First, a review of the SB Resolutions and Ordinance used as basis for the grant of the subject allowances shows that these were primarily intended as financial assistance to municipal employees in view of the increase of cost on prime commodities, shortage of agricultural products, and the vulnerability of their municipality to calamities and disasters. Notably, these subject allowances were granted after the onslaught of typhoon Yolanda which greatly affected the Municipality. While noble intention is not enough to declare the allowances as valid, it nevertheless supports petitioners' claim of good faith. As held in Escarez v. COA:
The grant of the FGI to petitioners has a lofty purpose behind it: the alleviation, to any extent possible, of the difficulty in keeping up with the rising cost of living. Indeed, under the circumstances, We find that the FGI was given and received in good faith. The NFA Council approved the grant under the belief, albeit mistaken, that the presidential issuances and the OGCC Opinion provided enough bases to support it; and the NFA officials and employees received the grant with utmost gratefulness.
Second, that these additional allowances had been customarily granted over the years and there was no previous disallowance issued by the COA against these allowances further bolster petitioners' claim of good faith. Indeed, while it is true that this customary scheme does not ripen into valid allowances, it is equally true that in all those years that the additional allowances had been granted, the COA did not issue any ND against these grants, thereby leading petitioners to believe that these allowances were lawful.

Notably, since the issuance of the NDs in 2014, the Municipality has stopped giving these allowances to their employees. However, this is not to say that the presumption of good faith would be ipso facto negated if the Municipality had otherwise continued to grant the allowances despite the issuance of NDs. After all, an ND is not immediately final as it may still be reversed by the COA or even the Court. Unless and until an ND becomes final, the continued grant of a benefit or allowance should not automatically destroy the presumption of good faith on the part of the approving/certifying officers, especially when there is sufficient or, at the very least, colorable legal basis for such grant.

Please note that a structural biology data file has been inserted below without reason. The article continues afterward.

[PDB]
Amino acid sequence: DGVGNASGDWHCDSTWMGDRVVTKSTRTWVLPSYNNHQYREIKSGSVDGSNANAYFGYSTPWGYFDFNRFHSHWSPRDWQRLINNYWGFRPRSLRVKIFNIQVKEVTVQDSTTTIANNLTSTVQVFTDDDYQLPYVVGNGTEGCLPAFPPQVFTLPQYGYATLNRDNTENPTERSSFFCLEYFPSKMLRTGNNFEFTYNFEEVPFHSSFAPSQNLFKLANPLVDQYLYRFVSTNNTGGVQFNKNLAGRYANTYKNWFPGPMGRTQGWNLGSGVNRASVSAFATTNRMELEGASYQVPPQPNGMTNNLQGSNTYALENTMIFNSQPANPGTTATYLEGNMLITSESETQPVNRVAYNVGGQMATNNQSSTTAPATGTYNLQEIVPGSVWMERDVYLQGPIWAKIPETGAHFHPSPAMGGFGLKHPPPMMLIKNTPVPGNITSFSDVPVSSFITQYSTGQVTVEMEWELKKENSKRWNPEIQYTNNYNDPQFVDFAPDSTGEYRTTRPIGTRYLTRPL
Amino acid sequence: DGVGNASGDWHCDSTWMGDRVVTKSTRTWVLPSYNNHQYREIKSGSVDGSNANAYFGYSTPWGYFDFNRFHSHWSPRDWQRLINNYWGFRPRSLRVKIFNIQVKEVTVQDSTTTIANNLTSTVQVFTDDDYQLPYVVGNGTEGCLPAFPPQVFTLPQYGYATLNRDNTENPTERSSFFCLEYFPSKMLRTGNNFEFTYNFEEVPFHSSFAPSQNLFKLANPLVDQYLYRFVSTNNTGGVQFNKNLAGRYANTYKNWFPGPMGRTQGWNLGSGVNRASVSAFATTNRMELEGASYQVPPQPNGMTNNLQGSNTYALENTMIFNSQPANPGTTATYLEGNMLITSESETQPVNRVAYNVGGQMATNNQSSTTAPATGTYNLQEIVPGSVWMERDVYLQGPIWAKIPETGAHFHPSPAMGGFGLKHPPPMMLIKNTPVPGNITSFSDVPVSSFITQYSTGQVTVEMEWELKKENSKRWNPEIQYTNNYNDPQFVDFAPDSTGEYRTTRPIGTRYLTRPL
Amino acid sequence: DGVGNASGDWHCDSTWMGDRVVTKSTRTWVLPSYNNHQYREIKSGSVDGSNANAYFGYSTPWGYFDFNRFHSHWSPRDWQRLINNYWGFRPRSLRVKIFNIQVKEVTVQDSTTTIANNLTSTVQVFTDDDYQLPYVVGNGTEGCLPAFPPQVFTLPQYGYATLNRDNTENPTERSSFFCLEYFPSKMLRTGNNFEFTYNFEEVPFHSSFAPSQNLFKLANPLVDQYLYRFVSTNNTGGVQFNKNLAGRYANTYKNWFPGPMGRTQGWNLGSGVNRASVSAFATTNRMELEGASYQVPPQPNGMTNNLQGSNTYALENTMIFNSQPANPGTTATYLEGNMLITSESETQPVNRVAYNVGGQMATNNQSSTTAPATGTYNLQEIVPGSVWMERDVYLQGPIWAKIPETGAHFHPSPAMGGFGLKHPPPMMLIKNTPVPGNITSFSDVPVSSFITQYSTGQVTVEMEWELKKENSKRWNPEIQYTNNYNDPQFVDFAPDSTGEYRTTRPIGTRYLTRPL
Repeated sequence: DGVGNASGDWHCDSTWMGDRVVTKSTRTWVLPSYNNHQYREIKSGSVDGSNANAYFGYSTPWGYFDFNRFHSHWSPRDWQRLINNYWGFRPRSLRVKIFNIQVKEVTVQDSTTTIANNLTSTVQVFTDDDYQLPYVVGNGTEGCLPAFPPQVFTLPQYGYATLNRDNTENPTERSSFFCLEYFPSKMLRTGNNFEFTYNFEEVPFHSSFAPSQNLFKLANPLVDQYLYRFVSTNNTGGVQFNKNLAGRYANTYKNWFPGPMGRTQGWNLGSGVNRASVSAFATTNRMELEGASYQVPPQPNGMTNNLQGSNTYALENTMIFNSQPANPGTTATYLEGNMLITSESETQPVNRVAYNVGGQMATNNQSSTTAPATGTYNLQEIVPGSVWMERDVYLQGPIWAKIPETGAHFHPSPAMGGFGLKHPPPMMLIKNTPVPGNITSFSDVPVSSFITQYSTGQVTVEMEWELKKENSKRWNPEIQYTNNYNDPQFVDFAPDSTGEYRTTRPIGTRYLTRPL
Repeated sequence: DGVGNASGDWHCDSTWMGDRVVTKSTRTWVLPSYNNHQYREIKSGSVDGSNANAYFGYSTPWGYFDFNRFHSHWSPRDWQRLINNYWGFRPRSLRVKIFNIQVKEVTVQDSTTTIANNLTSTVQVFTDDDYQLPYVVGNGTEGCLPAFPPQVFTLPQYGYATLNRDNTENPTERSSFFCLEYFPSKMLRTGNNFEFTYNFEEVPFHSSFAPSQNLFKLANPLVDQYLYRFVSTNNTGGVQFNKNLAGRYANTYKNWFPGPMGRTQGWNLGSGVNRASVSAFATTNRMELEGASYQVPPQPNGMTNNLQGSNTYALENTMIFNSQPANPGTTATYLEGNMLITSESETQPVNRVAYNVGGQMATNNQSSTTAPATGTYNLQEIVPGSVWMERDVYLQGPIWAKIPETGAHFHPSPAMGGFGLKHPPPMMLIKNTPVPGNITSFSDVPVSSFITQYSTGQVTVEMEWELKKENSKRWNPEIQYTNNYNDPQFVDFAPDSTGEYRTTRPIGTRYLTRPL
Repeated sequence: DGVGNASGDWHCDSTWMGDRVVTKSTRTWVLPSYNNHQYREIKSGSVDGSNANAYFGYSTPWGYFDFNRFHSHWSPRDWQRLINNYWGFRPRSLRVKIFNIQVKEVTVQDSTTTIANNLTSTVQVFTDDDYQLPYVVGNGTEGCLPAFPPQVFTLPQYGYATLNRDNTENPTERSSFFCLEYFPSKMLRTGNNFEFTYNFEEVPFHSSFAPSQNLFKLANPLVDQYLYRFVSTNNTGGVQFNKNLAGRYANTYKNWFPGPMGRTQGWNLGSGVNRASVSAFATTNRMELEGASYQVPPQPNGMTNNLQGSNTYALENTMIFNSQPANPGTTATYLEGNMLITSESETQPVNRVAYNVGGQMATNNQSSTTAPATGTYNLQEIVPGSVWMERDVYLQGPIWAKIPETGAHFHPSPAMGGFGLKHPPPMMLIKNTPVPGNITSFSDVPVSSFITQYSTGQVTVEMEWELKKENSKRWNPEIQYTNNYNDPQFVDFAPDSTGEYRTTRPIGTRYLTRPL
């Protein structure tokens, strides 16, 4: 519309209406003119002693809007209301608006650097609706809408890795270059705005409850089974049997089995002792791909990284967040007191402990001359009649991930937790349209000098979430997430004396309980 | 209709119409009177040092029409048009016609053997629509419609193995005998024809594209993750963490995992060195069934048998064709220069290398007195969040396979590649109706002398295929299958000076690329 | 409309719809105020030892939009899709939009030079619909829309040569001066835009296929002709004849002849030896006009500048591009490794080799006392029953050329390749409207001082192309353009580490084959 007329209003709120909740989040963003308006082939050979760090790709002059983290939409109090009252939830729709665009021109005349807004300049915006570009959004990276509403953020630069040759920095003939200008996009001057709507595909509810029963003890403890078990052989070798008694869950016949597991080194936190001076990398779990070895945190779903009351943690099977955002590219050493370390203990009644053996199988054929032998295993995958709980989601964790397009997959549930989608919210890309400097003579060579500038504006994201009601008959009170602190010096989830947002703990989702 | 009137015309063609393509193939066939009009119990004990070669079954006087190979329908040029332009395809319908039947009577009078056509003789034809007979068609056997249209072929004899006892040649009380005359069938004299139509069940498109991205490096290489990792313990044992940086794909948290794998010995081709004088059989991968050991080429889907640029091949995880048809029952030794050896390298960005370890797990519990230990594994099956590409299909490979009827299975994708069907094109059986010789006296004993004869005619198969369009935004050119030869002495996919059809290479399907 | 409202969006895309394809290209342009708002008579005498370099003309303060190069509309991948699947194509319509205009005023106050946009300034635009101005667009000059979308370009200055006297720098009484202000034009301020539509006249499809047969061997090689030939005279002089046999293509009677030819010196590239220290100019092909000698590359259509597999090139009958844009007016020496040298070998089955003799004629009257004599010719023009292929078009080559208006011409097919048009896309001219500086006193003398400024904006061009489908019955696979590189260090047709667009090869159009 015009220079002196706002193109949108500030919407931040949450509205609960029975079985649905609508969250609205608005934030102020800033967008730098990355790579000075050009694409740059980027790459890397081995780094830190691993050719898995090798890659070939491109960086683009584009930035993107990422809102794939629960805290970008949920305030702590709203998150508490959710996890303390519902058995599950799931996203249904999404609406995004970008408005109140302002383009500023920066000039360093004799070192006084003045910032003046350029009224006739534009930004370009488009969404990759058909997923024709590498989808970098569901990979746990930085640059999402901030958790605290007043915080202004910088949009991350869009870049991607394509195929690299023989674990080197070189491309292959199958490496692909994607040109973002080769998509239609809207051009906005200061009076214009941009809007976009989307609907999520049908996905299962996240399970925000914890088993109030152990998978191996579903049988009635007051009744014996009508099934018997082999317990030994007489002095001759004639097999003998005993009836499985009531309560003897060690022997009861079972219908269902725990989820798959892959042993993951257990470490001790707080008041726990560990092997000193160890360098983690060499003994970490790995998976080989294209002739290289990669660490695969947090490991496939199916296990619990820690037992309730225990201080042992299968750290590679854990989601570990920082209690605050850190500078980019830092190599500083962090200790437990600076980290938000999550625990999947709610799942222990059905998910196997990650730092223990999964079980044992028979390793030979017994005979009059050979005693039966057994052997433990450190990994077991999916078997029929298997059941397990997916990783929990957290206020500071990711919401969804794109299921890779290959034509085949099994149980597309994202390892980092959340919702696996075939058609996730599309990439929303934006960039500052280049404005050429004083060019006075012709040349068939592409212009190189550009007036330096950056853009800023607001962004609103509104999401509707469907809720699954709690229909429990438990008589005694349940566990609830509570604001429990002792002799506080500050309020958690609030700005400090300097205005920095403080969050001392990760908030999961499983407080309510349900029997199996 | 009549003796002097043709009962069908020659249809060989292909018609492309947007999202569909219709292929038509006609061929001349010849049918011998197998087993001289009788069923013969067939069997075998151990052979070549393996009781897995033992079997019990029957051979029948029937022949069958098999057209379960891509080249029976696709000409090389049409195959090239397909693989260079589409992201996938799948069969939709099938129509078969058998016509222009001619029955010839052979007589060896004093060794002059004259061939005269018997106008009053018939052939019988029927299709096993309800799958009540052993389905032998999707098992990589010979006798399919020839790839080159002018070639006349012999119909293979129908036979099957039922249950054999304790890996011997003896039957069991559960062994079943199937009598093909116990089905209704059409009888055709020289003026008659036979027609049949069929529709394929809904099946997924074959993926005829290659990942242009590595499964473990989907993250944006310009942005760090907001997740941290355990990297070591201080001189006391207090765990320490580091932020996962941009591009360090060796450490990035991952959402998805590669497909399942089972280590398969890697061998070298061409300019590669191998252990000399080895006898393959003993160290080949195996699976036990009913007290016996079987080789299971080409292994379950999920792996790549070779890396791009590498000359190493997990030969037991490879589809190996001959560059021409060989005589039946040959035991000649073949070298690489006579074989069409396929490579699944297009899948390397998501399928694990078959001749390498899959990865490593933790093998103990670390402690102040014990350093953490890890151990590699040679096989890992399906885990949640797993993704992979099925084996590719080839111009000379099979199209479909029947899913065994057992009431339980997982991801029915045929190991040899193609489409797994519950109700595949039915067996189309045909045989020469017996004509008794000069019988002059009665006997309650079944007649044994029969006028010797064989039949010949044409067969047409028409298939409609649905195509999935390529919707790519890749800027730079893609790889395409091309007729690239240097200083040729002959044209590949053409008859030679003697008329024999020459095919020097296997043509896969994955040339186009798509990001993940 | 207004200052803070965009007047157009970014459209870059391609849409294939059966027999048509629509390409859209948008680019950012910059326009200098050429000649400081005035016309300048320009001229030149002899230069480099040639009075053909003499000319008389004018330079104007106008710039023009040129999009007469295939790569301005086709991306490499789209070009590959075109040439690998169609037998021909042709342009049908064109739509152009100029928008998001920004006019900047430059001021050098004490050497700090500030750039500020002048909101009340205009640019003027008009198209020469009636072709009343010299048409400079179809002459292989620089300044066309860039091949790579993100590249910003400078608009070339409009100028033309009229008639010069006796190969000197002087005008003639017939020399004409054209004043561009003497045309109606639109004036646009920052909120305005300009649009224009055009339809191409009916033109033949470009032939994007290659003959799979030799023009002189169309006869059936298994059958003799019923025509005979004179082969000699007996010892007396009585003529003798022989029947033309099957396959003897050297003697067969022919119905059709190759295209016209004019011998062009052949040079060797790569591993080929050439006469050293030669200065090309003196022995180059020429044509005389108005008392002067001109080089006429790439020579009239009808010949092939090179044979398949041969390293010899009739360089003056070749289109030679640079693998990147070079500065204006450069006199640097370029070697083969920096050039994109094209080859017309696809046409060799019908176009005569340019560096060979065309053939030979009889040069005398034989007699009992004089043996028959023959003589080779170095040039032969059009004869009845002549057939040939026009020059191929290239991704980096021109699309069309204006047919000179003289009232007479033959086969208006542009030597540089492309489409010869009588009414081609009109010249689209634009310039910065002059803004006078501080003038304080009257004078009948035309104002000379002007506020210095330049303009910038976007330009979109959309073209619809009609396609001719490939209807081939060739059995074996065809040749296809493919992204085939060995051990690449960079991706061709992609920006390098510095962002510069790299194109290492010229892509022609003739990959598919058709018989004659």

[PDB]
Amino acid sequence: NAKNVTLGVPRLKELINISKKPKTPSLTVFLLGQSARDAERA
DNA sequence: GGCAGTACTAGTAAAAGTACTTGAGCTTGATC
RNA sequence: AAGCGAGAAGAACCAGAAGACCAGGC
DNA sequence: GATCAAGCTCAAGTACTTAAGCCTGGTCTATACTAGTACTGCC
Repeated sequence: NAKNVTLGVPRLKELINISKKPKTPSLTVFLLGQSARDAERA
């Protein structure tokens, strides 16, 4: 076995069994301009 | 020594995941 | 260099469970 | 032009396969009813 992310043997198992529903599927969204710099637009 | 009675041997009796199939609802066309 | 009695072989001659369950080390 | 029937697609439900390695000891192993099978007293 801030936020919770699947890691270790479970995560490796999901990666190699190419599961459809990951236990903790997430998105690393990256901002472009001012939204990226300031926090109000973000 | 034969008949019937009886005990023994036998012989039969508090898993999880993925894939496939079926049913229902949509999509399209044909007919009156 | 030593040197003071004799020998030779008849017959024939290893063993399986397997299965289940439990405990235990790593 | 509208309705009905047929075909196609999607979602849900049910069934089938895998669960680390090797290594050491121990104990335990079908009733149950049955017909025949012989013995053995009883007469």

Third, petitioners relied on the Resolutions and Ordinance of the Sangguniang Bayan which have not been invalidated; hence, it was within their duty to execute these issuances in the absence of any contrary holding by the Sangguniang Panlalawigan or the COA. They were of the belief, albeit mistakenly, that these Resolutions and Ordinance were sufficient legal bases for the grant of the allowances especially since the LGC empowers the Sangguniang Bayan to approve ordinances and pass resolutions concerning allowances. Similar to the ruling in Veloso v. Commission on Audit where the Court accepted as a badge of good faith the fact that the questioned disbursements were made pursuant to ordinances, petitioners' reliance on the SB Resolutions and Ordinance should likewise be considered in their favor.

As can be deduced above, petitioners disbursed the subject allowances in the honest belief that the amounts given were due to the recipients and the latter accepted the same with gratitude, confident that they richly deserve such reward. Otherwise stated, and to borrow the language of Lumayna, these mistakes committed are not actionable, absent a clear showing that such actions were motivated by malice or gross negligence amounting to bad faith. There was no showing of some dishonest purpose or some moral obliquity and conscious doing of a wrong, a breach of a sworn duty through some motive or intent, or ill will in the grant of these benefits. There was no fraud nor was there a state of mind affirmatively operating with furtive design or some motive of self-interest or ill will for ulterior purposes.

Thus, petitioners-approving and certifying officers are shielded from civil liability for the disallowance under Section 38 of the Administrative Code of 1987.